Quality living spaces at affordable prices is the theme of a new project commissioned by the Isabel and Balz Baechi Foundation in Zurich’s Albisrieden district. One of the most frequently discussed issues in construction today, low-cost housing offering quality living spaces, offers an opportunity for the architect to experiment with the minimal apartment layout, finishes and relationship with the building’s surroundings.
The ambitious social housing project at Langgrütstrasse 107 was awarded to Gus Wüstemann’s studio, founded in Zurich in 1997. The studio has since opened two more offices in Spain, and in 2017 the Swiss architect was appointed urban planning consultant to the mayor of Barcelona. Quality homes affordable for all members of the population are among Wüstemann’s favourite themes, and in the new social housing project in Langgrütstrasse he has achieved his best results yet in this area, attracting interest around the world.
The Baechi Foundation wanted to build nine new apartments offering basic functions in a single block in a residential area dating back to the nineteen-fifties. Low-cost housing developments characterised by linear volumes arranged in rows or at right angles to one another alternate with the large green areas characteristic of the Albisrieden district. The lot in question is located near one of the neighbourhood’s sporting fields, with which it establishes an intense visual relationship.
The new social housing development stands out among the row houses for its irregular trapezoidal floor plan with a compact volume made dynamic by the alternation of solids and hollows. The building has five levels, on the same scale as the neighbourhood around it, containing both 60-square-metre two-bedroom apartments and 95-square-metre three-bedroom apartments. The strong point of the layout is its combination of large balconies with the living areas, designed to flow uninterruptedly into one another, cutting across the floor plan. Each apartment features a long central wall clearly dividing the living area from the bedroom area, in which the former is conceived as a “tunnel” naturally letting light and air into the home.
Gus Wüstemann explains that morphologically, he imagined the living areas as courtyards cutting sharply through the concrete block of the building. The more private bedroom areas seem to “float”, receiving direct sunlight in the morning and evening and more gentle, diffuse sunlight at midday. He describes this as “a continuous space that topographically creates the feeling that the living space is an exterior space”.
As it would not have been practical, or sustainable, to increase the apartments’ size, the architect has worked with the way we perceive the available space, eliminating the boundaries created by perimeter walls and opening the units up to a broader perspective. The generously sized trapezoidal balconies bring the landscape into the homes, as well as the daylight, mitigated by lightweight wooden roller blinds inspired by those commonly used in Barcelona.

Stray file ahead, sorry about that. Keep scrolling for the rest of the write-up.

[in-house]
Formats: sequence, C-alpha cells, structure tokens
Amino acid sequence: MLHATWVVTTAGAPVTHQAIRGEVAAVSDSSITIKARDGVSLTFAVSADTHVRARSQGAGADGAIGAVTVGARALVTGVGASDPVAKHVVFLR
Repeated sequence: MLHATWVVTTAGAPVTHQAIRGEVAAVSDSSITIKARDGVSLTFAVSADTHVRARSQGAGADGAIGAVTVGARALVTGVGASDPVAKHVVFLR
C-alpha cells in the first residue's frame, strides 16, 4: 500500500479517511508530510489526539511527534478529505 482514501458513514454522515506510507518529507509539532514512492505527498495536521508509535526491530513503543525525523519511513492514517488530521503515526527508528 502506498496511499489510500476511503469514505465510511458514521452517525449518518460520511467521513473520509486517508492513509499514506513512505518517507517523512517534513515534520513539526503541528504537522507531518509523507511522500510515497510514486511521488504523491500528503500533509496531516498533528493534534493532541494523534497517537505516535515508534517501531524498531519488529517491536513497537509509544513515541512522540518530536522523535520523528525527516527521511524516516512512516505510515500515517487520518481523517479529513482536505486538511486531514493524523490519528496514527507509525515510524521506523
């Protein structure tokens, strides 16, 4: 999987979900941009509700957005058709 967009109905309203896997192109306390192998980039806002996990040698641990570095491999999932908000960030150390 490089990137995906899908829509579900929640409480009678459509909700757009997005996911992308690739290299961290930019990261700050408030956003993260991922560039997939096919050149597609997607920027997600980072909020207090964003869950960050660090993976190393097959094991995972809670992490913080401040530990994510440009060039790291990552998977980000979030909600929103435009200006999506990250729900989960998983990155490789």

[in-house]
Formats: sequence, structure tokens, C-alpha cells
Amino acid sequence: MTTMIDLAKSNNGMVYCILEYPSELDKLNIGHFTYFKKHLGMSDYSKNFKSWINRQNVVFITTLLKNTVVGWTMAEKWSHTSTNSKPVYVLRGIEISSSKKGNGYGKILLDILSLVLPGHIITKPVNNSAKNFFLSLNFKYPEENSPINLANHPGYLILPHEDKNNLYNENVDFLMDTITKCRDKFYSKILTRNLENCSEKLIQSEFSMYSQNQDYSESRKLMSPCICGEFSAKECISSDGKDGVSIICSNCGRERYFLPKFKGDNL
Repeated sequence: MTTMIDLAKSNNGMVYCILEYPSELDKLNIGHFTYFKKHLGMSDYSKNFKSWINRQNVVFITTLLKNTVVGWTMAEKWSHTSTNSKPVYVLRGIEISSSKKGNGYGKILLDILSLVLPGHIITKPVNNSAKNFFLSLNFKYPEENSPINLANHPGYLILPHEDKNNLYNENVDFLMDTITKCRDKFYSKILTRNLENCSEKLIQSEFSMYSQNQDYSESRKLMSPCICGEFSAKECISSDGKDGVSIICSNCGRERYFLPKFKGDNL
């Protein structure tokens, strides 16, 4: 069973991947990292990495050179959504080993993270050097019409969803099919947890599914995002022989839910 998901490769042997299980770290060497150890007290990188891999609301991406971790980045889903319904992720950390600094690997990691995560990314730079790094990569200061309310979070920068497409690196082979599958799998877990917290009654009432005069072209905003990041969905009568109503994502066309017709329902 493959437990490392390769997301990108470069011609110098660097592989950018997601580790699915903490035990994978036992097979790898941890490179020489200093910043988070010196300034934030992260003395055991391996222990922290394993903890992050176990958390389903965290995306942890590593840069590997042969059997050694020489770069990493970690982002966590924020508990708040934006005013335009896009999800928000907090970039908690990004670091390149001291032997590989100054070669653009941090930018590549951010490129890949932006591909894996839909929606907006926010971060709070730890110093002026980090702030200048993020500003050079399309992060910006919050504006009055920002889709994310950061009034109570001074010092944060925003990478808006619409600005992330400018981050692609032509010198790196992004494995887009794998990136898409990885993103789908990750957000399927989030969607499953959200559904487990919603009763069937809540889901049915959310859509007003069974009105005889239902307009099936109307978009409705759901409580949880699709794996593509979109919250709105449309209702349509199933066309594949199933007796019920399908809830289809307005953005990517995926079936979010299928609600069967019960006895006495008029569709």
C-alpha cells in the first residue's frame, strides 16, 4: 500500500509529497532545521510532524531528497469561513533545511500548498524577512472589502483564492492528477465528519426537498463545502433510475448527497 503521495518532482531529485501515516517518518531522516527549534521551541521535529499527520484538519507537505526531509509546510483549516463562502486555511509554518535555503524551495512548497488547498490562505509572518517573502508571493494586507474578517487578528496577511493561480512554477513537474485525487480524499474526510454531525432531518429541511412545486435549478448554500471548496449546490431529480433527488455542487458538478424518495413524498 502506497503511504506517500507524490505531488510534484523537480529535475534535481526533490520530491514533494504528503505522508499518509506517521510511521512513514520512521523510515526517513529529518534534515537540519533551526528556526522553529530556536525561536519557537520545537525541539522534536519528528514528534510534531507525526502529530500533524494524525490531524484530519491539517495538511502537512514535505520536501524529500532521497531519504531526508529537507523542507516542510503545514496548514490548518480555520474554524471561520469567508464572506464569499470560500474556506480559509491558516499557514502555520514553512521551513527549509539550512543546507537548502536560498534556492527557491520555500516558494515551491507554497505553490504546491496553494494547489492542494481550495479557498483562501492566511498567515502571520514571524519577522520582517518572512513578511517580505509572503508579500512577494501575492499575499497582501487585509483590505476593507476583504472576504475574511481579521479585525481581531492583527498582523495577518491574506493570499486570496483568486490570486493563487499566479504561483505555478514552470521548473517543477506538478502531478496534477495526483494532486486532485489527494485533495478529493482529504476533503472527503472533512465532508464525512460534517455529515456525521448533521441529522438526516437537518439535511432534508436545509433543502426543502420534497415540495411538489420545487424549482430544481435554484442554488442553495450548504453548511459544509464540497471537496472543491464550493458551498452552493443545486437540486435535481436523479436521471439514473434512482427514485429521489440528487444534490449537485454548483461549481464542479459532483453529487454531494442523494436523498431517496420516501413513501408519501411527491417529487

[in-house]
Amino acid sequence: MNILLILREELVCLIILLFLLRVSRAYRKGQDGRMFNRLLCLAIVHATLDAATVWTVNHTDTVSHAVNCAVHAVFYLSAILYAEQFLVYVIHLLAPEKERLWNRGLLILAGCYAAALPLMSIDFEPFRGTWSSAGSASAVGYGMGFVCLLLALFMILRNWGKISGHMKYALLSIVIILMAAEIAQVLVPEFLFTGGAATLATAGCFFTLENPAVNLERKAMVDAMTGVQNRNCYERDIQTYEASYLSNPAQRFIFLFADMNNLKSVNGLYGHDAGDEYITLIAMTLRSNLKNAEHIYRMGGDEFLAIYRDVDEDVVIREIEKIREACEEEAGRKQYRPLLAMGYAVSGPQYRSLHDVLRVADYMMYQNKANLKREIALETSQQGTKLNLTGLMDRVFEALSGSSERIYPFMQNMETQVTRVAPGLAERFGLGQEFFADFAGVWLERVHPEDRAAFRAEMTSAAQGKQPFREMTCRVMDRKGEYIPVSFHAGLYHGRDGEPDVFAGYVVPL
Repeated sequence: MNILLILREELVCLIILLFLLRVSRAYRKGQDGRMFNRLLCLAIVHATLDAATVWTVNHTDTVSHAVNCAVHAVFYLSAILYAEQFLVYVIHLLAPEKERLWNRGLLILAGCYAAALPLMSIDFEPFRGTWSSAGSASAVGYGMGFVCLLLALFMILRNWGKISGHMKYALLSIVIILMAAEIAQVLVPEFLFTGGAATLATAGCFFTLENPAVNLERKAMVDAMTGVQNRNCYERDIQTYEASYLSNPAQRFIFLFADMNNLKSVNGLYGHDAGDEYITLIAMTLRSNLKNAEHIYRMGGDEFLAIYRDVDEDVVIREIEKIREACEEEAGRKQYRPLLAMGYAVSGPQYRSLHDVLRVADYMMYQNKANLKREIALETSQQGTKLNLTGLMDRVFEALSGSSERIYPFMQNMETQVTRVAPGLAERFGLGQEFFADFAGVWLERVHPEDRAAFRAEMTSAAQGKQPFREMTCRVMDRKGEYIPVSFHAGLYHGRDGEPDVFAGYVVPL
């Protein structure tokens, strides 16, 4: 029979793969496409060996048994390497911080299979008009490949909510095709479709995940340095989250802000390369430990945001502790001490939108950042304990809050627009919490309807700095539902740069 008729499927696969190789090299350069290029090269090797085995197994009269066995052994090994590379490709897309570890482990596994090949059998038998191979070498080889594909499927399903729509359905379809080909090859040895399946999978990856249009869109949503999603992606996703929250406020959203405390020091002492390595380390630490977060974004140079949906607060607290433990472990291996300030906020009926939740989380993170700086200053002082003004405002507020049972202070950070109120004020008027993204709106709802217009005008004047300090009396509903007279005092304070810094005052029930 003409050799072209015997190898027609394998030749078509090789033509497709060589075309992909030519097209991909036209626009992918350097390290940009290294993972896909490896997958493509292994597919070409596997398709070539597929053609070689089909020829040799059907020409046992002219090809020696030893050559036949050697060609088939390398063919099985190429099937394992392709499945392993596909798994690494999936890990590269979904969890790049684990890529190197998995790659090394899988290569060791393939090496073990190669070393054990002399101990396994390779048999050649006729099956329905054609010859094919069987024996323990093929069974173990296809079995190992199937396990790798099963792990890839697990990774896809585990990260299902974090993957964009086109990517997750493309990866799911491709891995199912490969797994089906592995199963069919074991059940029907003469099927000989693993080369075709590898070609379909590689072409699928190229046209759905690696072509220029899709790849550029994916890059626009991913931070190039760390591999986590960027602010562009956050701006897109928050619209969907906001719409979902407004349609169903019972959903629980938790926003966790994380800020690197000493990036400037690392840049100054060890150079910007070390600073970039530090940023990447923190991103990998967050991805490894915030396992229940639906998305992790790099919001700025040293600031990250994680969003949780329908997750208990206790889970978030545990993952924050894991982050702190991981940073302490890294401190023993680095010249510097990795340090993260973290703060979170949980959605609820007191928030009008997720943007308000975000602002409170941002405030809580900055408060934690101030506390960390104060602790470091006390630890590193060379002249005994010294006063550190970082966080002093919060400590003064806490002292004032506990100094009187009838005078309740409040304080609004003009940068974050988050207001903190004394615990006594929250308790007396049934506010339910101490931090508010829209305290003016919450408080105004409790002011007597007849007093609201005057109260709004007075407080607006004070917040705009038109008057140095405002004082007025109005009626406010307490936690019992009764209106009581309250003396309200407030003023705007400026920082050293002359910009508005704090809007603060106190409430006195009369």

A very delicate sensibility connotates all the details of the apartments, not by adding preciousness but by offering a different reading of spaces through changes in size and use of particular materials and finishes. The outer walls and those of the stairwell and elevators are thicker to insulate the living spaces, while the thinner walls separating the spaces within the apartments ensure continuity, in some cases underlined by sliding doors which are unusually raised above floor level. The vertical and horizontal surfaces are both made of bare concrete, used in filter or semi-public zones, contrasting with the smooth surfaces adopted in the more private spaces and use of wood to offer a greater degree of intimacy, as in the bedrooms. The marks left by the wooden formworks create yet another different pattern on some of the surfaces, adding imperceptible stimuli to an apparently neutral space. A number of technical details recall the idea of the home as a machine for living: the pull-out kitchen counter and the sliding doors of untreated wood, blending in like a detail of the walls.
A massive concrete girder marks the threshold of each apartment, where a minimalist bench emerging out of the wall creates a convenient entrance area: a detail shared by all the units, replicated identically in each, that can however be set up and customised as desired to ensure that every tenant or household feels at home right away.
Architects: Gus Wüstemann architects www.guswustemann.com
Location: Zurich, Switzerland
Design years: from 2016 to 2018
Construction years: from 2017 to January 2019
Principal in charge: Gus Wüstemann
Project team: Bianca Kilian, Daniel Pelach, Panagiota Sarantinoudi, Valentin Kokudev
Client: Baechi Foundation, Binderstrasse 58, 8702 Zollikon, Switzerland www.baechi-muralfoundation.ch
Structural engineer: Born Partner AG.
General contractor: Gus Wüstemann architects
Structural system: concrete
Major materials: concrete
Site area: 1505 sqm
Total floor area: 988.3 sqm
Photographer: Bruno Helbling www.helblingfotografie.ch